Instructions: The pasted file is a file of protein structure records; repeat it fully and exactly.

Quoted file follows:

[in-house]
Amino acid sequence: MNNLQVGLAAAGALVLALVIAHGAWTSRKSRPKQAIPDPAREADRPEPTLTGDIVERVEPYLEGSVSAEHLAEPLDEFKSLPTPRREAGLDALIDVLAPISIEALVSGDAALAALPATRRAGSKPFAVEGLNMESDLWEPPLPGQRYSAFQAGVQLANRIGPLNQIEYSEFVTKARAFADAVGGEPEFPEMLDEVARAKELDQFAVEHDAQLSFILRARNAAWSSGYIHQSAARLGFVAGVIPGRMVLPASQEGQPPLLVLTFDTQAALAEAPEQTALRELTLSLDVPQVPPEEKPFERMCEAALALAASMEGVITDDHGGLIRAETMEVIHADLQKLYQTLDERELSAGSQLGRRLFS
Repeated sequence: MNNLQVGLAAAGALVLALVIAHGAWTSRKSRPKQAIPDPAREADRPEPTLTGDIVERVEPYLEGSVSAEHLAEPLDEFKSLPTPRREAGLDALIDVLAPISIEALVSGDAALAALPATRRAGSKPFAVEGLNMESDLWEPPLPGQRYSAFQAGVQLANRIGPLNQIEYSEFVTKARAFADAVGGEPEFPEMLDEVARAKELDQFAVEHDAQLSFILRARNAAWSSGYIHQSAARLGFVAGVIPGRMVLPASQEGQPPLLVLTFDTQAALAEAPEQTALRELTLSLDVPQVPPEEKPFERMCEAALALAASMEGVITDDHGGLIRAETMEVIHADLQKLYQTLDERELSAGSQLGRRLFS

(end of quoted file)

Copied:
[in-house]
Amino acid sequence: MNNLQVGLAAAGALVLALVIAHGAWTSRKSRPKQAIPDPAREADRPEPTLTGDIVERVEPYLEGSVSAEHLAEPLDEFKSLPTPRREAGLDALIDVLAPISIEALVSGDAALAALPATRRAGSKPFAVEGLNMESDLWEPPLPGQRYSAFQAGVQLANRIGPLNQIEYSEFVTKARAFADAVGGEPEFPEMLDEVARAKELDQFAVEHDAQLSFILRARNAAWSSGYIHQSAARLGFVAGVIPGRMVLPASQEGQPPLLVLTFDTQAALAEAPEQTALRELTLSLDVPQVPPEEKPFERMCEAALALAASMEGVITDDHGGLIRAETMEVIHADLQKLYQTLDERELSAGSQLGRRLFS
Repeated sequence: MNNLQVGLAAAGALVLALVIAHGAWTSRKSRPKQAIPDPAREADRPEPTLTGDIVERVEPYLEGSVSAEHLAEPLDEFKSLPTPRREAGLDALIDVLAPISIEALVSGDAALAALPATRRAGSKPFAVEGLNMESDLWEPPLPGQRYSAFQAGVQLANRIGPLNQIEYSEFVTKARAFADAVGGEPEFPEMLDEVARAKELDQFAVEHDAQLSFILRARNAAWSSGYIHQSAARLGFVAGVIPGRMVLPASQEGQPPLLVLTFDTQAALAEAPEQTALRELTLSLDVPQVPPEEKPFERMCEAALALAASMEGVITDDHGGLIRAETMEVIHADLQKLYQTLDERELSAGSQLGRRLFS